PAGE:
I keep thinking of that question: Don’t I want to live? Well, yes, I absolutely want to live. But—of course there is a “but”—I want to live on my terms. I want to live in a way that will let me live fully, comfortably, and confidently. That shouldn’t surprise anyone. Isn’t that what we should all want? It shouldn’t be surprising, and it also shouldn’t have to have anything to do with the size of my body or the food I eat.

Because I have for so many years had a disordered relationship with my body and with food, living fully and comfortably does have to do with my body, does have to do with what I eat. Living comfortably means I need to change that relationship, need to continue the self-love journey I started years ago. And that means I need to care deeply for this body I have—care for myself. And that’s something I know how to do and something I continue to learn and relearn how to do. This self-care is pretty basic: I need to feed myself what I’m hungry for when I’m hungry for it, keep myself hydrated and well-rested, move for strength and flexibility, take myself out into nature so I can feel sunshine and summer breezes on my skin and sand between my toes, surround myself with people who love and respect me, laugh loud and long, and take lovers who want me—not some idea they have of the person they should be with but me in all my me-ness.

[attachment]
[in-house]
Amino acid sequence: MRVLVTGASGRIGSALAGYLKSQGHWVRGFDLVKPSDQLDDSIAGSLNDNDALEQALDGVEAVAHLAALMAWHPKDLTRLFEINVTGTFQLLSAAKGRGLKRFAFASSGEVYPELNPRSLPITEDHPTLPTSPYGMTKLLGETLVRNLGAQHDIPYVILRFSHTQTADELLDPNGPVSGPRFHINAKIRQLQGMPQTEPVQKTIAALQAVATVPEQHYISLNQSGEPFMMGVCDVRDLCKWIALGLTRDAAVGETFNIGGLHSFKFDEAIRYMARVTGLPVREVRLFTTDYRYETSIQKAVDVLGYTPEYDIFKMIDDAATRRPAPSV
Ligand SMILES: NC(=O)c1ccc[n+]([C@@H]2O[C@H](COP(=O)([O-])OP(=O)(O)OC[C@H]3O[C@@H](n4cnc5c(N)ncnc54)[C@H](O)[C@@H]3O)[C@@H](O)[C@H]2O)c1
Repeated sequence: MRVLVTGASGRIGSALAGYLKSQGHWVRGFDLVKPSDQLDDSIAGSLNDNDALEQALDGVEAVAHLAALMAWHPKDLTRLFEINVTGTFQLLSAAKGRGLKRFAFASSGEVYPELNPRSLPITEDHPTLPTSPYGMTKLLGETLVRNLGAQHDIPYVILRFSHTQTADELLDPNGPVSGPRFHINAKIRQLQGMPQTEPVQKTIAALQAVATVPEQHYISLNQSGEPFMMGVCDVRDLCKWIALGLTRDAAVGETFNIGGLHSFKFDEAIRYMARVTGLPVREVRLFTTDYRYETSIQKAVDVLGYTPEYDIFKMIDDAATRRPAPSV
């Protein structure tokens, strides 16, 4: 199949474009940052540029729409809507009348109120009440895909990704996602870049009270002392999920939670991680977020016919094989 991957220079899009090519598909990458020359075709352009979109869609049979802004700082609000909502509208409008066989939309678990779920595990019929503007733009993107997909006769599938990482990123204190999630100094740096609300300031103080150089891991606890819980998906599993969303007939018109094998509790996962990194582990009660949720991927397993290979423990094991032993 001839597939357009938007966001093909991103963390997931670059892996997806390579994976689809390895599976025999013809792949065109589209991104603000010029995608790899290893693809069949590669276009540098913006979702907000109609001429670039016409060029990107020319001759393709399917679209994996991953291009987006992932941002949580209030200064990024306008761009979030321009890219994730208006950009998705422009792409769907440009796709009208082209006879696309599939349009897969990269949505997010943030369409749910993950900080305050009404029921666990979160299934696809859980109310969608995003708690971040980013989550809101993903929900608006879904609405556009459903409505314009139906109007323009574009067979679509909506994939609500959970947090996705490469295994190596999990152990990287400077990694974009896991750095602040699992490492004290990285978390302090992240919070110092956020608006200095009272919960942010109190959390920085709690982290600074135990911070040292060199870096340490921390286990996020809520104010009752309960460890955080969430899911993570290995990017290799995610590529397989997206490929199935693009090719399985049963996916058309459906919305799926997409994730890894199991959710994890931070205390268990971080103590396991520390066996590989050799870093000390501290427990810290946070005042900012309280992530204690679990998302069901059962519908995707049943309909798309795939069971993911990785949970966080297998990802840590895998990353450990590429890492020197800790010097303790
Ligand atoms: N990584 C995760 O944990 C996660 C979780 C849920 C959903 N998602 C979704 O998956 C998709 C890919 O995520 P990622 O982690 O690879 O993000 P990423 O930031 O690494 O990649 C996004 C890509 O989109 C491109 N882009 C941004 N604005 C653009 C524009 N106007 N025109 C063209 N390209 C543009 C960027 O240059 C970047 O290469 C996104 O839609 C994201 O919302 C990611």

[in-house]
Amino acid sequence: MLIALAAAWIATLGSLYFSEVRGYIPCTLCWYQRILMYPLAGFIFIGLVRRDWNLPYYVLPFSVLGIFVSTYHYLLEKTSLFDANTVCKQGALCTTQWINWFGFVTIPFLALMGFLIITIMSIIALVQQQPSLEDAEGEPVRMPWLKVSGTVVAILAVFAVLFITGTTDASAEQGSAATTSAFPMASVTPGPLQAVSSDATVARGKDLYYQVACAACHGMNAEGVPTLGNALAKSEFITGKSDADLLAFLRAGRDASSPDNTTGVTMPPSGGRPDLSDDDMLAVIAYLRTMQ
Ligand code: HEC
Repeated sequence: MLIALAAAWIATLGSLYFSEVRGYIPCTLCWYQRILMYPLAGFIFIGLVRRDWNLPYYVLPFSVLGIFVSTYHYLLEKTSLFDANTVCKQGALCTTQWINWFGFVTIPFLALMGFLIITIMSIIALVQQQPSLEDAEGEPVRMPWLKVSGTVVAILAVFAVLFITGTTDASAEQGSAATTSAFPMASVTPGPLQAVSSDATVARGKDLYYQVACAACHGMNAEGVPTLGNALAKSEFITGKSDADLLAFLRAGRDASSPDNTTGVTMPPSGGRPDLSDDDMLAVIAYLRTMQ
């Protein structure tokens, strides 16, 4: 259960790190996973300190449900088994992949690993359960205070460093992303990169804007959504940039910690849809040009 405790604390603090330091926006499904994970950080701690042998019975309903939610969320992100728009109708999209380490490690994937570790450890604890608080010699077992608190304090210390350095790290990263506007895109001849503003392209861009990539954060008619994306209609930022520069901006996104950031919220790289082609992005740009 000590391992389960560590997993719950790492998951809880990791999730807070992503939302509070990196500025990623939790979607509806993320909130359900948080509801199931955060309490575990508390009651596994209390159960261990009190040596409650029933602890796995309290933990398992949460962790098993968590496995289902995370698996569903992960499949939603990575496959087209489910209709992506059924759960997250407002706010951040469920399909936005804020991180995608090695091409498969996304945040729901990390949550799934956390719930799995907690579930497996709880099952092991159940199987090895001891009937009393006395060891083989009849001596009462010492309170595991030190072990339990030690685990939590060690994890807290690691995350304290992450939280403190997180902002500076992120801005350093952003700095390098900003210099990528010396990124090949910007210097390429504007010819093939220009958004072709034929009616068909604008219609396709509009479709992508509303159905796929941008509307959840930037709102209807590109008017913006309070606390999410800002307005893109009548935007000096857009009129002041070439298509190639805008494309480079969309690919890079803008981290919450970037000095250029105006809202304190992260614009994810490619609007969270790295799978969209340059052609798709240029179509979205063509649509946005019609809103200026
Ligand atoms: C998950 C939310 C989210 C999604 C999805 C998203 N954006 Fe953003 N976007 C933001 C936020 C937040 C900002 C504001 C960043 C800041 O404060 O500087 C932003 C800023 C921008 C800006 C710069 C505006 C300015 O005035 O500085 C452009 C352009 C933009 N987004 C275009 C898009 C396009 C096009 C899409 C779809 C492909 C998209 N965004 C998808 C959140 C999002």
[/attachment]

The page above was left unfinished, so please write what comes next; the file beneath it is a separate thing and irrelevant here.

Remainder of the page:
It’s possible that, should I ever do all of those things all at the same time and consistently, the size and shape of my body will change. But it may not. If I ever do all of those things all at the same time and consistently, what is sure is that I will be healthier and happier, stronger and more deft in my movements. And that will be fabulous. I’m looking forward to that.

I eat, therefore I am. And I have every intention of keeping it that way.

_______________
* I don’t generally use folks’ real names, and I haven’t come up with a good fake name for him, so I use this nickname because it pleases me, and he is the person who introduced me to the amazing band, Morphine.


Part of a series about my body, originally inspired by Roxane Gay’s Hunger.
If you haven’t read the ground rules, please take a look before commenting.
You can find all of the Fat Talk essays under the Fat Talk tab. Thank you.


I’m following Vanessa Mártir‘s lead, she launched #52essays2017 after writing an essay a week in 2016 … and then deciding to keep going.
I’m months behind on my #GriotGrind, but I’m determined to do my best to catch up, to write 52 essays by year’s end.